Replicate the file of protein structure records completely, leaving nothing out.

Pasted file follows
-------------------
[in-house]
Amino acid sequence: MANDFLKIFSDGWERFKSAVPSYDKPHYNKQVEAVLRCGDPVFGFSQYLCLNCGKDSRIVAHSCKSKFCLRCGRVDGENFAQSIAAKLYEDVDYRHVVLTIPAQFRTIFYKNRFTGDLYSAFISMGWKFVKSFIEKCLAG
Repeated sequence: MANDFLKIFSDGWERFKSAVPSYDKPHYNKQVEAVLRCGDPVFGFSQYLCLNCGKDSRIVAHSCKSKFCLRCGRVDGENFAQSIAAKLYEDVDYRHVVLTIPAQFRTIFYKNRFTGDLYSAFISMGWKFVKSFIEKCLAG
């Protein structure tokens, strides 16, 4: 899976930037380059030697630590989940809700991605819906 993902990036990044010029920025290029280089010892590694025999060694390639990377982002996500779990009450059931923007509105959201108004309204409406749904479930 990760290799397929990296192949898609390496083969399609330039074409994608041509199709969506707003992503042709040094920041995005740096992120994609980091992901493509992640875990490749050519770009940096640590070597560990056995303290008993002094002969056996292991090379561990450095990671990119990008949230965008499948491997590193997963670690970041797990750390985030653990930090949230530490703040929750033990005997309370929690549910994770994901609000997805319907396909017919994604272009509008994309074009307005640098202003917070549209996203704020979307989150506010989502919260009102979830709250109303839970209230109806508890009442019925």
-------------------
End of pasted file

[in-house]
Amino acid sequence: MANDFLKIFSDGWERFKSAVPSYDKPHYNKQVEAVLRCGDPVFGFSQYLCLNCGKDSRIVAHSCKSKFCLRCGRVDGENFAQSIAAKLYEDVDYRHVVLTIPAQFRTIFYKNRFTGDLYSAFISMGWKFVKSFIEKCLAG
Repeated sequence: MANDFLKIFSDGWERFKSAVPSYDKPHYNKQVEAVLRCGDPVFGFSQYLCLNCGKDSRIVAHSCKSKFCLRCGRVDGENFAQSIAAKLYEDVDYRHVVLTIPAQFRTIFYKNRFTGDLYSAFISMGWKFVKSFIEKCLAG
């Protein structure tokens, strides 16, 4: 899976930037380059030697630590989940809700991605819906 993902990036990044010029920025290029280089010892590694025999060694390639990377982002996500779990009450059931923007509105959201108004309204409406749904479930 990760290799397929990296192949898609390496083969399609330039074409994608041509199709969506707003992503042709040094920041995005740096992120994609980091992901493509992640875990490749050519770009940096640590070597560990056995303290008993002094002969056996292991090379561990450095990671990119990008949230965008499948491997590193997963670690970041797990750390985030653990930090949230530490703040929750033990005997309370929690549910994770994901609000997805319907396909017919994604272009509008994309074009307005640098202003917070549209996203704020979307989150506010989502919260009102979830709250109303839970209230109806508890009442019925």